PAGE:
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Special Assistance Programs
-- Part VIII
If you are having trouble obtaining a loan, there are a number of special assistance options available to help you. Grants, government-sponsored programs, and business information centers are three good places to turn should you find yourself in this position.
The Department of Defense currently has two specific grants available to small businesses that meet definite criteria. These include:
- The Small Business Innovation Research Program (SBIR), which provides up to $850,000 in early-stage R&D funding directly to small technology companies
- The Small Business Technology Transfer Program (STTR), which provides up to $600,000 in early-stage R&D funding directly to small companies working cooperatively with researchers at universities and other research institutions
The U.S. Government is a source of small-business capital, mainly through the Small Business Administration (SBA). Information on all SBA programs can be found either by calling 1-800-UASK-SBA, or by logging on to www.sba.gov
SBA provides financial assistance through its participating lenders in the form of loan guaranties, not direct loans. Banks apply to the SBA to guaranty a loan they are proposing to give you. The SBA will guaranty up to seventy-five percent of your loan's value if the loan is for $100,000, and eighty percent if the loan is for less than $100,000. Therefore, the bank must be satisfied that you will repay the loan.
SBA defines a small business as:
- Independently owned and operated
- Does not dominate its field
- Meets specific employment and sales standards
The following are examples of government loan programs:
- Microloan Program - Provides loan guarantees for small loans ranging in amount, from $100 up to $25,000, through community-based lenders. Average loan size is $10,000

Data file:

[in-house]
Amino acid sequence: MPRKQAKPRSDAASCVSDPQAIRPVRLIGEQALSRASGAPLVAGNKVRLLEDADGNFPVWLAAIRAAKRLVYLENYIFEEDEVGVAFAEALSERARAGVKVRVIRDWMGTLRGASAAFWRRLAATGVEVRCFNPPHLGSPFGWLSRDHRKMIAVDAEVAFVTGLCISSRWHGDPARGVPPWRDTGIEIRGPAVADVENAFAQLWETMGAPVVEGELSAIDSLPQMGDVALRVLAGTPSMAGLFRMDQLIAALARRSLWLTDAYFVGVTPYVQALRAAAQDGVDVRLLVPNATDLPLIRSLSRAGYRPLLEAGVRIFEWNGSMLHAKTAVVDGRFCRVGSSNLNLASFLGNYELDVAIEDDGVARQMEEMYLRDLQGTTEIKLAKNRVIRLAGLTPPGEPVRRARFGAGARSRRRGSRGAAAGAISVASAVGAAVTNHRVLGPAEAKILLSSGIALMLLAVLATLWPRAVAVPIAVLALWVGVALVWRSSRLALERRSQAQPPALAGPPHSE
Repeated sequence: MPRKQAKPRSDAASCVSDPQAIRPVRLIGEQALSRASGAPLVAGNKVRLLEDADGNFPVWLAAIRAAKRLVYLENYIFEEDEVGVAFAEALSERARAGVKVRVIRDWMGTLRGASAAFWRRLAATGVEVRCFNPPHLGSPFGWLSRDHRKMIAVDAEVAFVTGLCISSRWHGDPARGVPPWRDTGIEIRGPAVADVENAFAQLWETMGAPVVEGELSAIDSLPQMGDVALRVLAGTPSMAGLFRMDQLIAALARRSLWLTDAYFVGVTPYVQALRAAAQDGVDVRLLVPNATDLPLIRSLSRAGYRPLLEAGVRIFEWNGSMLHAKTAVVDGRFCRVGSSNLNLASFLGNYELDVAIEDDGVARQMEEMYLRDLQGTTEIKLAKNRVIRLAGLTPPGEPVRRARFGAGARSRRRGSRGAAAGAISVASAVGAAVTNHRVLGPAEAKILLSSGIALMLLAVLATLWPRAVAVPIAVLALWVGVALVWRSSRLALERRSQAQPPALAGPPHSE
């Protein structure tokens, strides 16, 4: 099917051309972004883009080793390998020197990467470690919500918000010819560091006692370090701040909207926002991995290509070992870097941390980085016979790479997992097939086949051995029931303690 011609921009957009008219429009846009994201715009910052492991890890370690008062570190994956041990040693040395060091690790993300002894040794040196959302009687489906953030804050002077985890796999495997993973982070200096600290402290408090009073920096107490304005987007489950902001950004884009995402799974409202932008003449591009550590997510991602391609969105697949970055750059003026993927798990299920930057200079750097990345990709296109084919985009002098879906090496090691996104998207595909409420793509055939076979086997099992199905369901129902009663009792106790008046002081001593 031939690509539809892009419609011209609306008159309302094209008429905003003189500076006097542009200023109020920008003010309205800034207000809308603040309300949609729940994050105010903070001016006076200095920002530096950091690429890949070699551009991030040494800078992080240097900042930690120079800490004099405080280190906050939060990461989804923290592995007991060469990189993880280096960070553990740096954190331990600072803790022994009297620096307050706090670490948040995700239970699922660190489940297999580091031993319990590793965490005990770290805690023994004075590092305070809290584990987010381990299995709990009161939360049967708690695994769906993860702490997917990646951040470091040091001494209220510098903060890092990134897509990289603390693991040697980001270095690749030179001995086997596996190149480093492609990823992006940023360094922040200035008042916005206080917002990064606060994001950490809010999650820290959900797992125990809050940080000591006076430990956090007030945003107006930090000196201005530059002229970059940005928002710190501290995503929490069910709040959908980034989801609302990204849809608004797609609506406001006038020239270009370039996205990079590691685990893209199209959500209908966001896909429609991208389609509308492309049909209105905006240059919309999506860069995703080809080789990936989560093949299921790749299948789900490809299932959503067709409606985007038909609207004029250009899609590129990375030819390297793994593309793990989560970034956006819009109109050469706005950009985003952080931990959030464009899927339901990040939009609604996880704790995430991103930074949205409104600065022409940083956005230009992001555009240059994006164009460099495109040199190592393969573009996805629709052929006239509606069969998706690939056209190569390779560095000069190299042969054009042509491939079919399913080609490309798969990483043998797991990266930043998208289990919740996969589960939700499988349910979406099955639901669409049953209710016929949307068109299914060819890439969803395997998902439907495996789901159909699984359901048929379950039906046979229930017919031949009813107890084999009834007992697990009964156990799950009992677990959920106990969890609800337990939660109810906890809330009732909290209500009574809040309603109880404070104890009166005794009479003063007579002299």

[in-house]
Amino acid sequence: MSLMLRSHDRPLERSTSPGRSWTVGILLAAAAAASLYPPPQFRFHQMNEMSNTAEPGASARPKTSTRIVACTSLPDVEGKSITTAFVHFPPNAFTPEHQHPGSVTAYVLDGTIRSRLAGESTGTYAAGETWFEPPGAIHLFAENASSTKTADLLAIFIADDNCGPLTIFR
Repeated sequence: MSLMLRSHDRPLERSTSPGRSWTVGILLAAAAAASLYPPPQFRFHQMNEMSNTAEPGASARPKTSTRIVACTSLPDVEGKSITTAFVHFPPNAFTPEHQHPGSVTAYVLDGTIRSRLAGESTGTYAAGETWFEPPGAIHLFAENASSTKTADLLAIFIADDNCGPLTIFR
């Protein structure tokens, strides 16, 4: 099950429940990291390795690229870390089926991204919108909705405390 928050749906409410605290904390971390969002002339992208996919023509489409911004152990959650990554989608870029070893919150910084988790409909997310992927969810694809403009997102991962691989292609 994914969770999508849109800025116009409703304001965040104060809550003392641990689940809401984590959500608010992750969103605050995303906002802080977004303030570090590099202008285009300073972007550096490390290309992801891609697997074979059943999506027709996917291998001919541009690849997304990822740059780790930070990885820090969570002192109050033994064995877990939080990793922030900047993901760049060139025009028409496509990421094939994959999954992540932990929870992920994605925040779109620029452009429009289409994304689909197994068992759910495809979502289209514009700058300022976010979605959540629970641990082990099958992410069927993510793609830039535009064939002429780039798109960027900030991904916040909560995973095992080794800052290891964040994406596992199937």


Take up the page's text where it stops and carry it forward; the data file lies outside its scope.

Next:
- Cap-Lines - Provides loan guarantees for small businesses that require funds to support short-term working capital needs
- LowDoc - Provides loan guarantees for loans under $100,000. Requires minimal paperwork and is a relatively quick source of funds
- The 7(a) Loan Guaranty Program - Provides loan guarantees through private-sector lenders
Small-business administration women and minority programs
In addition to the loan guarantees we talked about earlier, the SBA offers a number of programs that provide advice and assistance to women and minorities starting small businesses. Some of these programs include:
- 8(a) Business Development Program and Small Disadvantaged Business -- This program helps build community-based small businesses by utilizing tools ranging from contract support to low-interest loans for site acquisition, construction, and new or upgraded equipment purchasing.
- SBA's Women's Business Centers
There are more than eighty Womenˇ¦s Business Centers (WBC), providing a wide range of services to women entrepreneurs at all levels of business development, from start-up to up and running.
- Pre-Qualification Assistance for Loans: Government programs sometimes use intermediaries to help prospective minority and women small-business owners develop viable business loan application packages and secure small-business loans. Two of the most popular choices are:
- The Women's Small Business Loan Pre-qualification Program
- The Minority Small Business Loan Pre-qualification Program
Hometown government assistance
You can also look to smaller government offices and agencies located in your hometown as a resource for finding and acquiring a small-business loan. These groups often know about special bank offers, groups of angel investors, and special women's and minority programs in your area. Here are a few places to start:
- Small and Minority Business Trade and Commerce Agencies Governor's Offices
- Chambers of commerce
- Mayor's office
Business Information Centers (BIC's)
Business Information Centers provide hardware, software, and counseling courtesy of an organization called SCORE (Service Corps of Retired Executives). It offers resources that meet entrepreneurs needs, such as writing business plans, evaluating marketing plans, sales, and pricing. For more information, visit its Web site at www.score.org.
Conclusion -- Success of women in small business
According to the SBA, women-owned businesses have grown steadily in each of the last ten years. They now employ thirty-five percent more people in the U.S. than companies in the Fortune 500 employ worldwide.
Now is the right time. You have the information you need to get started. Good luck.
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